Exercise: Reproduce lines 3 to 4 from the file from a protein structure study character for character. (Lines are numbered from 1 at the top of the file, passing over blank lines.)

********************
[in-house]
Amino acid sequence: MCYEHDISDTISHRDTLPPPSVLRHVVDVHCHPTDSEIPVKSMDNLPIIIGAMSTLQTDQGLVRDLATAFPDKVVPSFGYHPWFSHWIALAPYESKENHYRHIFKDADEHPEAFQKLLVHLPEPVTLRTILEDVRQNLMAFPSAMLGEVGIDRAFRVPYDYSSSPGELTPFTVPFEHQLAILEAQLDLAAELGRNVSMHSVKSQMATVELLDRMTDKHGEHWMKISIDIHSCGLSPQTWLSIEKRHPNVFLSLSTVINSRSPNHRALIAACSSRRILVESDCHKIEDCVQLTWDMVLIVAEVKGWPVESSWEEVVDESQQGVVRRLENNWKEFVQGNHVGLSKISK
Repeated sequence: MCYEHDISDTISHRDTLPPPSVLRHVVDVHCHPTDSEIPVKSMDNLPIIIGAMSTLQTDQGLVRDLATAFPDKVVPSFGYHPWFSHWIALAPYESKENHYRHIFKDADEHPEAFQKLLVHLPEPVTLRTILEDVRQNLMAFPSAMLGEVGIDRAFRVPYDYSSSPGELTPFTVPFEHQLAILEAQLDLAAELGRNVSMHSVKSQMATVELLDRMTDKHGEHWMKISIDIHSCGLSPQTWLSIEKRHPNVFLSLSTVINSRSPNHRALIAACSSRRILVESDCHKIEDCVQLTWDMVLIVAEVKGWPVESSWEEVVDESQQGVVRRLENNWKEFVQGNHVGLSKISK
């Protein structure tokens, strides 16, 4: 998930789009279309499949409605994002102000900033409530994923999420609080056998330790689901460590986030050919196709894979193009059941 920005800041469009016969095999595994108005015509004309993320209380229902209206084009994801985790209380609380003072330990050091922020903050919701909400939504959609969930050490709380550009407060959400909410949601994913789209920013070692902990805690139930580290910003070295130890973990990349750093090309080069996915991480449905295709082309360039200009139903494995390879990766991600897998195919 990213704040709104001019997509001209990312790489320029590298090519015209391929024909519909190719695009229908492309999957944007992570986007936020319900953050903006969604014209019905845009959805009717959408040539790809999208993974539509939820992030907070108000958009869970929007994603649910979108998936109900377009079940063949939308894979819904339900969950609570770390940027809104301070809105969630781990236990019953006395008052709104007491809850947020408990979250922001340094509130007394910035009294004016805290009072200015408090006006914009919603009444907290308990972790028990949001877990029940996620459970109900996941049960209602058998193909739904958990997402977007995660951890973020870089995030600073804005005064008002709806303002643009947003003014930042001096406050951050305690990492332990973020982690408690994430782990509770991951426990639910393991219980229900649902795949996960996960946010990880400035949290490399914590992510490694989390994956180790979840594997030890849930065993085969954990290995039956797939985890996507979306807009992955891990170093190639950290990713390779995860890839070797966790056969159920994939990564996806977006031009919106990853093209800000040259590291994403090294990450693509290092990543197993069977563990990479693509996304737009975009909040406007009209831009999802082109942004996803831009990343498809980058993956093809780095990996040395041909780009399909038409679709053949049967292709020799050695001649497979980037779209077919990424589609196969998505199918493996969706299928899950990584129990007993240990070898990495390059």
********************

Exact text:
Repeated sequence: MCYEHDISDTISHRDTLPPPSVLRHVVDVHCHPTDSEIPVKSMDNLPIIIGAMSTLQTDQGLVRDLATAFPDKVVPSFGYHPWFSHWIALAPYESKENHYRHIFKDADEHPEAFQKLLVHLPEPVTLRTILEDVRQNLMAFPSAMLGEVGIDRAFRVPYDYSSSPGELTPFTVPFEHQLAILEAQLDLAAELGRNVSMHSVKSQMATVELLDRMTDKHGEHWMKISIDIHSCGLSPQTWLSIEKRHPNVFLSLSTVINSRSPNHRALIAACSSRRILVESDCHKIEDCVQLTWDMVLIVAEVKGWPVESSWEEVVDESQQGVVRRLENNWKEFVQGNHVGLSKISK
């Protein structure tokens, strides 16, 4: 998930789009279309499949409605994002102000900033409530994923999420609080056998330790689901460590986030050919196709894979193009059941 920005800041469009016969095999595994108005015509004309993320209380229902209206084009994801985790209380609380003072330990050091922020903050919701909400939504959609969930050490709380550009407060959400909410949601994913789209920013070692902990805690139930580290910003070295130890973990990349750093090309080069996915991480449905295709082309360039200009139903494995390879990766991600897998195919 990213704040709104001019997509001209990312790489320029590298090519015209391929024909519909190719695009229908492309999957944007992570986007936020319900953050903006969604014209019905845009959805009717959408040539790809999208993974539509939820992030907070108000958009869970929007994603649910979108998936109900377009079940063949939308894979819904339900969950609570770390940027809104301070809105969630781990236990019953006395008052709104007491809850947020408990979250922001340094509130007394910035009294004016805290009072200015408090006006914009919603009444907290308990972790028990949001877990029940996620459970109900996941049960209602058998193909739904958990997402977007995660951890973020870089995030600073804005005064008002709806303002643009947003003014930042001096406050951050305690990492332990973020982690408690994430782990509770991951426990639910393991219980229900649902795949996960996960946010990880400035949290490399914590992510490694989390994956180790979840594997030890849930065993085969954990290995039956797939985890996507979306807009992955891990170093190639950290990713390779995860890839070797966790056969159920994939990564996806977006031009919106990853093209800000040259590291994403090294990450693509290092990543197993069977563990990479693509996304737009975009909040406007009209831009999802082109942004996803831009990343498809980058993956093809780095990996040395041909780009399909038409679709053949049967292709020799050695001649497979980037779209077919990424589609196969998505199918493996969706299928899950990584129990007993240990070898990495390059």